The Mask of Melville’s Lawyer in Bartleby

Category: Lawyer
Last Updated: 09 Apr 2020
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Herman Melville’s Bartleby, the Scrivener gives the reader an unnerving, yet nonchalant look at a story of a man dulled by the repetitiveness of urban life. Melville’s characters are rife with symbolism, but it is also the many allegories of modern life that makes it so powerful.  Indeed setting the story in 19th century Wall Street portends of the coming wealth and power of New York City, and the real life existence of the characters in Bartleby that predated this prosperity and who continue to exist today.

The character of the Lawyer in Herman Melville’s Bartleby, the Scrivener is thrust into an outright confusing situation that he has never encountered in his life. “All who know me, consider me an eminently safe man,” (Melville 2) he says as he describes himself.  Although a lawyer by profession, he does not involve himself with the intricacies and ethics of the law, merely content on dealing with property and other rich men’s businesses. As Davis says:

Obviously, the lawyer is a man dedicated to the laws of the earth, and, not only has he dedicated himself to these laws, but deals exclusively with the laws of property, of rich men's bonds and mortgages and title deeds. The narrator seems to hold no interest, or, at the least, no ambition in practicing law that demands of him thoughts of "higher" things.  Before the appearance of Bartleby, by the narrator's own admission, he has not struggled with the ethics of justice, of good and evil; rather, he makes his way in this world comfortable by dealing with the physical, the tangible, that which he can know. (2)

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Relating this idea to Dunbar’s We Wear the Mask, the Lawyer who hires Bartleby has hidden himself from these higher functions from the world, and the people around him, by wearing this mask of feigned simple-mindedness.  “We wear the mask that grins and lies, It hides our cheeks and shades our eyes—“ (Dunbar 1-2).  It prevents the Lawyer from actually accepting who Bartleby is till the end of the story.  Through the years, this mask becomes ingrained to the personality of the Lawyer, that he fails to understand anything that touches him through this shield.

Yet this is exactly what Bartleby does, and what evokes the Lawyer and the reader’s interest at the same time.  We are curious as to who this strange creature is and why he is that odd.  Chisdes provides an interesting comparison  between the two main characters.

This story is a story of contrast between Bartleby and the narrator.  The narrator does everything possible to reach out to his fellow humans; and Bartleby does everything possible to cut himself off from his fellow humans.  Whereas the narrator embraces life, Bartleby rejects it. (Chisdes par. 23)

Bartleby does not choose a mask for himself, rather, his has already eroded into the sullen drudgery of office life.  The Lawyer’s narration of his “rumor” at the end, of how Bartleby was working at a Dead Letter Office (Melville 37) reveal that although Bartleby changed him, his mask remains on him.  In the words of Mason, “The lawyer gives Bartleby a peaceful and contented ending to diminish his culpability in Bartleby’s demise.” (par 7).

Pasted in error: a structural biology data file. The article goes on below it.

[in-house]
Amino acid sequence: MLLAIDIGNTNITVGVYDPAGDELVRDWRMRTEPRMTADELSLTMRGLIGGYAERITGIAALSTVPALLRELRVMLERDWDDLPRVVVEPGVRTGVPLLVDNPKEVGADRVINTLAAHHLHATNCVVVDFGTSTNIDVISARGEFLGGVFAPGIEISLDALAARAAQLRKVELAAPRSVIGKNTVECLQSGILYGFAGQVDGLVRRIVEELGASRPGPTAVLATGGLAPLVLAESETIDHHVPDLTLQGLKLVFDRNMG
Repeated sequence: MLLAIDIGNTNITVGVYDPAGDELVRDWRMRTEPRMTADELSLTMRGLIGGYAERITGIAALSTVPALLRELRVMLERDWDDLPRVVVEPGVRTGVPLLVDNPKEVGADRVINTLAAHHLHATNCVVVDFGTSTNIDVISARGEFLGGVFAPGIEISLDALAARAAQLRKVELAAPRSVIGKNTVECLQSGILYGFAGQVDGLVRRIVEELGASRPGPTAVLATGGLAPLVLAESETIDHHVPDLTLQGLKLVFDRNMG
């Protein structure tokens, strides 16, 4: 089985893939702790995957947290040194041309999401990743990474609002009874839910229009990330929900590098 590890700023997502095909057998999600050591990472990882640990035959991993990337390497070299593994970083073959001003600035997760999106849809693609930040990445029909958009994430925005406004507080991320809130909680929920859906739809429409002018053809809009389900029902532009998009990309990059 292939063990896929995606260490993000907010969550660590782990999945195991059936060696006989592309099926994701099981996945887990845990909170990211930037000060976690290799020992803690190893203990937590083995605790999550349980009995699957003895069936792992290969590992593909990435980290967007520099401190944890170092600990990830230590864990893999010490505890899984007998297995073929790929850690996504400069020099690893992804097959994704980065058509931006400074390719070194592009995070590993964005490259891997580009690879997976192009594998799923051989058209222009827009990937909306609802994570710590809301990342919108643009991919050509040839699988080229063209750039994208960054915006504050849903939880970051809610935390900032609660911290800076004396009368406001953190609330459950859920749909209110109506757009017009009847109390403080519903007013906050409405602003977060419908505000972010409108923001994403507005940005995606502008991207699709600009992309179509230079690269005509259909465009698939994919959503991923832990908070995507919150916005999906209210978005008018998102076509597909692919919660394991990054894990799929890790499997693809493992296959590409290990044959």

Till the end, the Lawyer does not recognize his relationship with Bartleby outside his mask of pretend virtue. He first decides to place him aside, but with his associates getting curious about this shell of a man in his office, he decides he cannot take anymore.

Why should the world be over-wise, In counting all our tears and sighs?  Nay, let them only see us while, We wear the mask. (Dunbar 6-9)

The Lawyer cannot stomach this aberration. Not because he is worried about himself, but about what other people think of him.  He only lets the world see him while wearing his mask.

At last I was made aware that all through the circle of my professional acquaintance, a whisper of wonder was running round, having reference to the strange creature I kept at my office.  This worried me very much. (Melville 28)

Bartleby only serves to highlight this deficiency in the Lawyer’s character, something that is true for each one of us. Dunbar’s poem reflects our inner weaknesses, that we only integrate with culture through a persona. As the Lawyer was presented with someone whom the mask of himself is not affecting, he becomes confused, leading to the darkly humorous events that follow.

Chisdes, Jonathan. The Narrator in Melville's "Bartleby, the Scrivener":
Morally Corrupt or Deep Humanitarian?. May 12 1995.
October 28, 2007.

Davis, Todd F. "The Narrator's Dilemma in "Bartleby the Scrivener": The             Excellently Illustrated Re-statement of a Problem. Spring 1997. Studies in      Short Fiction. October 28, 2007.            <>
Dunbar, Paul Laurence. “We Wear the Mask”. The Complete Poems of Paul        Laurence Dunbar. New York: Dodd, Mead, and Co., 1913.

Mason, Joe. Ideological Justification in Herman Melville’s “Bartleby, the Scrivener:
A Story of Wall-Street” and “Poor Man’s Pudding”.
Southern Connecticut  University. 2005. October 28, 2007.

Melville, Herman. Bartleby, the Scrivener. 1853.  Kessinger Publishing. 2004.


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The Mask of Melville’s Lawyer in Bartleby. (2017, Mar 26). Retrieved from

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